Texas Giant Reopens

Roller Coaster Lawsuit Filed: Texas Giant Reopens This Weekend

A roller coaster lawsuit was filed against Six Flags Over Texas. The family of Rosa Esparza claims the amusement park was negligent for not having seatbelts on the ride. On July 19, Esparza was killed when she slipped out of her seat.

The Texas Giant debuted in March 1990. The 4,920 foot wooden roller coaster features a 137 foot drop at a 53 degree angle. As reported by Ultimate Roller Coaster, the maximum G-force is 2.7.

When it was built, it was the tallest wooden roller coaster in the world.

Riders were fastened into their seats with a locking safety bar. However, when Esparza got into her seat, the bar did not lock.

The fatal accident happened as the roller coaster descended the first hill. Esparza suddenly lifted out of her seat. As reported by NBC News, Esparza’s daughter and son-in-law witnessed the accident.

They say Esparza realized what was happening and “desperately tried to hang on.” Unfortunately she eventually lost her grip.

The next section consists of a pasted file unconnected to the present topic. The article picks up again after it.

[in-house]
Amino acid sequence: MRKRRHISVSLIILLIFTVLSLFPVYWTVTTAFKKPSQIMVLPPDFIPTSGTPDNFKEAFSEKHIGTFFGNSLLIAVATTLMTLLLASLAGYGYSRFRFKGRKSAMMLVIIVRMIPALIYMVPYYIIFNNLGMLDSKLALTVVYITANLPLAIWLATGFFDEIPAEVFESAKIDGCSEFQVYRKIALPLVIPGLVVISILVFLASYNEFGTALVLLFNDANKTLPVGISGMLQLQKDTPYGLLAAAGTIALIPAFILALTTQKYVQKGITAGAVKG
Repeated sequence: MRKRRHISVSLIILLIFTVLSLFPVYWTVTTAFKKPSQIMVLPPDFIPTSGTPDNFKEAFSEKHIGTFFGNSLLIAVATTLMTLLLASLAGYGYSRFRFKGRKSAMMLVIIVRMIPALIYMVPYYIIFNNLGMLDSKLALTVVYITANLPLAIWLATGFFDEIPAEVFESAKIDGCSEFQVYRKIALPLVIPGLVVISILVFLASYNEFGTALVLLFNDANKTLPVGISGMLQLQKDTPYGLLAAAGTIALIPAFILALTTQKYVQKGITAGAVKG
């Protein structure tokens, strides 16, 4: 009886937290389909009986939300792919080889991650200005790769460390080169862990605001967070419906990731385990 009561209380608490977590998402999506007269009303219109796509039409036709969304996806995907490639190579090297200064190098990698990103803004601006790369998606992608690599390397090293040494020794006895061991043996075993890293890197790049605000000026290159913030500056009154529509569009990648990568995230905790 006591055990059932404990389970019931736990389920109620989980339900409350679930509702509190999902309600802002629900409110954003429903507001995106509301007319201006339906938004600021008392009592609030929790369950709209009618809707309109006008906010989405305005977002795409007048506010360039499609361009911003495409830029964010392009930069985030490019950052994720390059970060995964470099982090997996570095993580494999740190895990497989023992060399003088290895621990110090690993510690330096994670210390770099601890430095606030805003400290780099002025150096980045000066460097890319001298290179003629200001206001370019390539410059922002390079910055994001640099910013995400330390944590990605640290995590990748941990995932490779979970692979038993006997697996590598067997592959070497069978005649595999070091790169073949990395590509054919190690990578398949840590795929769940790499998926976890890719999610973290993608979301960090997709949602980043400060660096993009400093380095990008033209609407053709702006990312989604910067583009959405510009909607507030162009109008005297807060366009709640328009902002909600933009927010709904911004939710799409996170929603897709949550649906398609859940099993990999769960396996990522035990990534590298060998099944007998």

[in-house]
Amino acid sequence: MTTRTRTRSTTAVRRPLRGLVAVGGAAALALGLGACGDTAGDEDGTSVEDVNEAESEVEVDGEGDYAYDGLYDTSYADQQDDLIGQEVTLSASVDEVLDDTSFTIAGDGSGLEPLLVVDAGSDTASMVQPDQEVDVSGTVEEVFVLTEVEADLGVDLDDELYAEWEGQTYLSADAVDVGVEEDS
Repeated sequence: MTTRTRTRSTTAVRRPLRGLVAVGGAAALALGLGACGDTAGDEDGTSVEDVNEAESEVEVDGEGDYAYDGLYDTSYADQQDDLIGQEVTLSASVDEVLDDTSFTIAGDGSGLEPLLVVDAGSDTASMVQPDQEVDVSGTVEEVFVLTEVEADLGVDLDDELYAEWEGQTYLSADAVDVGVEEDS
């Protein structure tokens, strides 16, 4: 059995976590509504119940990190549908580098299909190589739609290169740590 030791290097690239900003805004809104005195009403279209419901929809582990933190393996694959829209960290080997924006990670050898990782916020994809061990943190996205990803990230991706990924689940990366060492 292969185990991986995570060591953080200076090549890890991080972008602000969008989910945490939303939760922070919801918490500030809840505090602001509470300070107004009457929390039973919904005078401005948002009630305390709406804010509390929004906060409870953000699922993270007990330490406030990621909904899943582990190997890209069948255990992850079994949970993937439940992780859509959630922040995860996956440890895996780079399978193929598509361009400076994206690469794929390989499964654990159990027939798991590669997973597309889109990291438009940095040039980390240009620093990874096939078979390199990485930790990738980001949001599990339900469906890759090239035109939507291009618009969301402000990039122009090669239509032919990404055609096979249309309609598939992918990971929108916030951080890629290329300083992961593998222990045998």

The 52-year-old grandmother fell 75 feet to the ground. She was killed on impact.

The roller coaster lawsuit suggests the ride should have included seatbelts in addition to the safety bars.

As reported by ABC News, representatives of Six Flags deny any mechanical failure. However, Esparza’s stature may have impeded the locking mechanism.

Rosa EsparzaTwo months after the tragedy, Six Flags Over Texas has announced that the Texas Giant will reopen. Several safety measures have been added, including lights that indicate if the safety bar is locked.

Each rider will now wear a seatbelt in addition to the safety bar. A test seat will be available at the entrance to the ride, offering guests the option of making sure they can fit comfortably and safely into the seats.

The roller coaster lawsuit requests compensation in the amount of $1 million. Attorneys for the family claim that Six Flags is responsible for the Texas Giant accident.

[Image via Flickr]